HOW WOULD YOU REACT if you heard that the police had just prosecuted a motorist for driving through a green light? With incredulity? Me too.
Yet that is just what happened, in the tax world, in the recent first-tier tribunal case of Ellis  UKFTT 003 (TC).
The facts are straightforward.
Ellis owned a residential property for about six years. For the first five years or so, the property was let, but she then decided to occupy it, before selling it a few months later. As was her right, she submitted an election known as a "principal private residence election", nominating the property concerned as her main residence.
Taxpayers often misunderstand the fact that any property can be the subject of a principal private residence election and it is well established that a property has to be a residence before it can be a main residence, whether by fact or by election. HMRC's initial position was that the property was not, in fact, used as a residence by the couple.
However, by the time the case came to a hearing, HMRC had accepted that the property was used as a residence. The point in dispute was whether its occupation was sufficient to deem it as a main residence.
The wording of the principal private residence election is clear and unambiguous. It allows the taxpayer to "conclude [the] question" of which of two residences is a main residence by an election. Yet here was a senior officer of HMRC arguing that the election was not important and one had to consider the quality and degree of occupation.
Fortunately, the tribunal judges found for Ellis and gave HMRC a bloody nose in the bargain, carefully explaining the law to their representative. But the case is illustrative and worrying.
In the first case, this matter should never have got near to the doors of a tribunal. The HMRC officer concerned may have made a mistake but where was the internal review procedure?
More worryingly, what would have happened, had the boot been on the other foot? Ellis doubtless suffered significant cost and anguish. Where is her recompense? HMRC is continually penalising taxpayers for what it calls carelessness or neglect, expecting them to understand hugely complex legislation and levying draconian penalties if they do not. Yet HMRC professionals appear to be able to do the same, protected from the consequences and certainly without their own pockets at risk.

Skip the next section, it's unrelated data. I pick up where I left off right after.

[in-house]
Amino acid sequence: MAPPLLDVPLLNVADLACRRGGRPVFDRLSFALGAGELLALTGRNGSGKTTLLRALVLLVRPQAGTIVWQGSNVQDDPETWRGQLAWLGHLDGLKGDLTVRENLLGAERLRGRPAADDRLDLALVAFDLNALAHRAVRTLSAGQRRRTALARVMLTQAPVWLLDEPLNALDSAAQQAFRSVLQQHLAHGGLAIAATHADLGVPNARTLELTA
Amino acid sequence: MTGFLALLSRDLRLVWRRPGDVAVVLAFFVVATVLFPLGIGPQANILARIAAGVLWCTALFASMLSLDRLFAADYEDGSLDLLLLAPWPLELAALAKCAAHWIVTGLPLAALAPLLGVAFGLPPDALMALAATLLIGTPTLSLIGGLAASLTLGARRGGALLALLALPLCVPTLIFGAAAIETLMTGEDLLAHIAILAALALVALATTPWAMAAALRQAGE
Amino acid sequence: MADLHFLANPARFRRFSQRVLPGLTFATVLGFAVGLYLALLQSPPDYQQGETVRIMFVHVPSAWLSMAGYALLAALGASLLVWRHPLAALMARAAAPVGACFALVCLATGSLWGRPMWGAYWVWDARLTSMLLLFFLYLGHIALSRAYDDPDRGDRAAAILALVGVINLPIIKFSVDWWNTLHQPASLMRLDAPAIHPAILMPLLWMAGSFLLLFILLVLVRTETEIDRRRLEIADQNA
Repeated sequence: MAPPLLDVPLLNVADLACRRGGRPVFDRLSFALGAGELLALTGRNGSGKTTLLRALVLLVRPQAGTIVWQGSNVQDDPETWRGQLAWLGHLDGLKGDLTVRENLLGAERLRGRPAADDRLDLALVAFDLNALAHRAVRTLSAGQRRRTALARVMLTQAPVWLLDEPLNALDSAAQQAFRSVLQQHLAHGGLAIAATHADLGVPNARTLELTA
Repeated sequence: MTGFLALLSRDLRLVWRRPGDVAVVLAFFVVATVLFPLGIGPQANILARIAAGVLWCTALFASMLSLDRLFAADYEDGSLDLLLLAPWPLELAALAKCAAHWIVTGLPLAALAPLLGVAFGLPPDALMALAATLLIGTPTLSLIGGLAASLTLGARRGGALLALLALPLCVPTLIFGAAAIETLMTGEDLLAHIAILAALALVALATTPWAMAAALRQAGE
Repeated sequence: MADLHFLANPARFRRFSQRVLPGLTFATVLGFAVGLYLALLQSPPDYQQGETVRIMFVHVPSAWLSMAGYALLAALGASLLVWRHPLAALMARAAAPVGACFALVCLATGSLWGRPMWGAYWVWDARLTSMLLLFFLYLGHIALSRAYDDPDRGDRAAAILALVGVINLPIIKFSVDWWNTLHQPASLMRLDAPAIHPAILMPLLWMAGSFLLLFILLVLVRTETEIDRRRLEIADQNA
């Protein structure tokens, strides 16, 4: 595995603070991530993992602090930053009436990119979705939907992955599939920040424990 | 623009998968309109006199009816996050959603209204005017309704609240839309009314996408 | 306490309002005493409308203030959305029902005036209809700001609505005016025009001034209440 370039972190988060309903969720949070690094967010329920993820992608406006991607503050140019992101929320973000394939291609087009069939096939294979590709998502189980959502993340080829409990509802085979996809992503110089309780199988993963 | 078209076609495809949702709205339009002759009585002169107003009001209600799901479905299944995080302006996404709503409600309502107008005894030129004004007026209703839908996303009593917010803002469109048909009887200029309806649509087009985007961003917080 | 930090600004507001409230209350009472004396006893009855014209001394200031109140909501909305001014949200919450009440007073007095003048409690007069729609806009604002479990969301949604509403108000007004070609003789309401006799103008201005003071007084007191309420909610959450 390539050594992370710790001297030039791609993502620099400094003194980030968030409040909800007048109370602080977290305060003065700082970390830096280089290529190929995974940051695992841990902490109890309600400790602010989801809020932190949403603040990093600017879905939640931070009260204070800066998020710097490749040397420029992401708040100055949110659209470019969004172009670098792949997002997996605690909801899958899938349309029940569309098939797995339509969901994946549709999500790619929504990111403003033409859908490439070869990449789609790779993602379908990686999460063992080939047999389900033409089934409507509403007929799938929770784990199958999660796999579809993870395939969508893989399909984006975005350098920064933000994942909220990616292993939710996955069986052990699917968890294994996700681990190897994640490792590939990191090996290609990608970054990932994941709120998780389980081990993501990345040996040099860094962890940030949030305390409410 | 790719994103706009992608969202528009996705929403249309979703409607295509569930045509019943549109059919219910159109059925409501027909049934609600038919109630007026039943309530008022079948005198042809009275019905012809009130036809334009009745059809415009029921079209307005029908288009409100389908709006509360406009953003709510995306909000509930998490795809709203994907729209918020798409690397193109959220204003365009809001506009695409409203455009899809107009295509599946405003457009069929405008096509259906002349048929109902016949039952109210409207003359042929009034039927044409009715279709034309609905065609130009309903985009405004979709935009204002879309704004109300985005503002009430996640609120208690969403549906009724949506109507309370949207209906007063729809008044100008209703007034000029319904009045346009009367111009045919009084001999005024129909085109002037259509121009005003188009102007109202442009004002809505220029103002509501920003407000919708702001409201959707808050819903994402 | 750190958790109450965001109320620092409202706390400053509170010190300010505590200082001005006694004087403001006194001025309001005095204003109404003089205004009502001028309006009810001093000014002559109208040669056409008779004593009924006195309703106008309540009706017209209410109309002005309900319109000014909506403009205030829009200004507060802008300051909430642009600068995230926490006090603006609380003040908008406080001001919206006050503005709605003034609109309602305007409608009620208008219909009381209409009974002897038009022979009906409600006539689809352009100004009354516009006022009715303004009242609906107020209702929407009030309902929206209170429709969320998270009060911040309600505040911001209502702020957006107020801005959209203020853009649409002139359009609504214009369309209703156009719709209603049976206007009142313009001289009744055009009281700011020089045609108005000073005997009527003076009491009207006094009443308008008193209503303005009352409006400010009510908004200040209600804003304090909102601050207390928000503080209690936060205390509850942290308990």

Shouldn't interest and penalties be "symmetrical", with the taxpayer being entitled to claim the same amounts for HMRC's carelessness and neglect that they are exposed to?
But does this case also illustrate an even more sinister trend?
The law in this case allows taxpayers to elect (for tax reasons) for one property to be their "main residence", even though, in fact, it is not. Did HMRC mistake the government's constant calls for taxpayers to pay "the right amount of tax" as a green light to bring a case because it thought it was "not fair" – even though the law is unequivocal on the point?
Andy White is a tax partner at accountancy firm, Carter Backer Winter LLP ("CBW")
Image credit: Shutterstock
You may also like
If budgeting is to have any value at all, it needs a radical overhaul. In today's dynamic marketplace, budgeting can no longer serve as a company's only management system; it must integrate with and support dedicated strategy management systems, process improvement systems, and the like. In this paper, Professor Peter Horvath and Dr Ralf Sauter present what's wrong with the current approach to budgeting and how to fix it.
In this white paper CCH provide checklists to help accountants and finance professionals both in practice and in business examine these issues and make plans. Also includes a case study of a large commercial organisation working through the first year of mandatory iXBRL filing.